Cheryl, you are going to be a Faculty Co-Leader at the upcoming TLC Regional Seminar in Chicago in October. What do you think is the most valuable learning tool from the Direct Examination Seminar in Illinois?
“I am most looking forward to the storytelling aspect. I love storytelling, and direct exam is the place in a trial where you tell the story the most. It’s where the lawyer gets to interact. In opening statement, you are telling a story but you don’t interact with anybody. It’s just you, up there, talking to people. The energy goes one way. In Voir dire, you get to interact with the jurors, but you’re not really telling your client’s story — not yet. But in Direct Exam, you get to work with your witnesses and tell your story and put it into action so the jury can see what actually happened. I love that part. In essence, direct exam is just like a psychodrama and I just adore psychodrama. It’s so hard and painful and emotional, but when you are done, it is so eye opening and cathartic and that is what a direct exam should be for the jury. I’m really looking forward to teaching the students how to do that in Chicago. We’re doing a lot of psychodrama in this regional seminar, which I’m excited about. As lawyers, we are not the star of the story. We shouldn’t really be heard, we should guide the story along. It’s a very important skill and most people don’t know how to do it right. Their direct exams are very bland and blah, like,”Tell me what happened next. So what did you do then? Okay. What day was it?” It’s just facts. There is no emotion or feeling. At TLC we learn to put your client’s story into action, which I love doing. Teaching lawyers that you can take a witness off the witness stand and reenact it and that the jury will be on the edge of their seats when its happening! I’ve done it in court a lot of times and they’re just like “Oh!” You just have to teach lawyers, give them the confidence and tell them, “You can do this!”. Keep it in the present tense, use the five senses, use adjectives, get the jurors to feel like they are there. I love that part of direct exam.”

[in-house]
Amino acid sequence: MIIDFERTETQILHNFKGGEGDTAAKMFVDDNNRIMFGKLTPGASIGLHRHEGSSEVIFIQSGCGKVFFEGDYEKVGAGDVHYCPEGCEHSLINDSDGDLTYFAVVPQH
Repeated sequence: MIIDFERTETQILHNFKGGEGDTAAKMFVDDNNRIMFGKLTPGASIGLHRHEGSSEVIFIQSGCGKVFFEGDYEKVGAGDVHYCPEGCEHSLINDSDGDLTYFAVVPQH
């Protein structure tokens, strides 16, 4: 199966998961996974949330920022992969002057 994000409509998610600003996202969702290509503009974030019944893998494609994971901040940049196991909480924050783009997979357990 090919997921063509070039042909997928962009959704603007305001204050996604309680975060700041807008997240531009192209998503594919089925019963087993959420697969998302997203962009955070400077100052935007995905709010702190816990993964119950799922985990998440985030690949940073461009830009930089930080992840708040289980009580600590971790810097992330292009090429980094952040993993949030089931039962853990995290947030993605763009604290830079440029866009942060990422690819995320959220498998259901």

What is different about this Direct Examination Course compared to previous years?
“TLC is always changing and evolving and growing while we stick to our fundamental belief in the power of putting stories into action. So true to our core, this Direct Exam Regional will be completely based on the principles of psychodrama. We have six of our top psychodramatists there, and they are doing a full day of psychodrama with the students. They will stay all weekend and with a very experience lawyer faculty staff, we are going to teach the students how to use the psychodramatic methods in a direct exam — how to put their story into action, like a psychodramatist, but how to do it with a client and with your witnesses, in front of a jury, so they can see the story unfold. Students will also get the opportunity to experience directing skills which is something they can immediately take back to their office on Monday morning, to improve their case preparation. This Regional is a bit different because we traded sessions on Communications Skills so that we could continue the focus on learning and applying the psychodramatic skills to perfect one’s direct exam.”
Is this Regional Seminar better for people who have experience with TLC or is it better for people who are new to TLC?